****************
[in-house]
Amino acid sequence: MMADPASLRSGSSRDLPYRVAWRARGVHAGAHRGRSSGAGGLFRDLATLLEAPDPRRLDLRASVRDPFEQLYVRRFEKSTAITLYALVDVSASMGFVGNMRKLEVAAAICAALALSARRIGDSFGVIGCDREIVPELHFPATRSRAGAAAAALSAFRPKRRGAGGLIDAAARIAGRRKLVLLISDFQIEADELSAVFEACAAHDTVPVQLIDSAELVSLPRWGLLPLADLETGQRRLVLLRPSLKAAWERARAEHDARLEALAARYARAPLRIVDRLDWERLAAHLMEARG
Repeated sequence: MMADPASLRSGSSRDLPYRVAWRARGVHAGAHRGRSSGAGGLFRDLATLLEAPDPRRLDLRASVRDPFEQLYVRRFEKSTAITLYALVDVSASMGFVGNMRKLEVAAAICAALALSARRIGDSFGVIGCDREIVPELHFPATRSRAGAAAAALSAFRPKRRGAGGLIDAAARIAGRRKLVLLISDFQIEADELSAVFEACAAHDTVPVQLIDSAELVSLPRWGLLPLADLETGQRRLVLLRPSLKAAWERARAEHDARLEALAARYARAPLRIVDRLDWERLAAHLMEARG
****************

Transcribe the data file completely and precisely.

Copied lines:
[in-house]
Amino acid sequence: MMADPASLRSGSSRDLPYRVAWRARGVHAGAHRGRSSGAGGLFRDLATLLEAPDPRRLDLRASVRDPFEQLYVRRFEKSTAITLYALVDVSASMGFVGNMRKLEVAAAICAALALSARRIGDSFGVIGCDREIVPELHFPATRSRAGAAAAALSAFRPKRRGAGGLIDAAARIAGRRKLVLLISDFQIEADELSAVFEACAAHDTVPVQLIDSAELVSLPRWGLLPLADLETGQRRLVLLRPSLKAAWERARAEHDARLEALAARYARAPLRIVDRLDWERLAAHLMEARG
Repeated sequence: MMADPASLRSGSSRDLPYRVAWRARGVHAGAHRGRSSGAGGLFRDLATLLEAPDPRRLDLRASVRDPFEQLYVRRFEKSTAITLYALVDVSASMGFVGNMRKLEVAAAICAALALSARRIGDSFGVIGCDREIVPELHFPATRSRAGAAAAALSAFRPKRRGAGGLIDAAARIAGRRKLVLLISDFQIEADELSAVFEACAAHDTVPVQLIDSAELVSLPRWGLLPLADLETGQRRLVLLRPSLKAAWERARAEHDARLEALAARYARAPLRIVDRLDWERLAAHLMEARG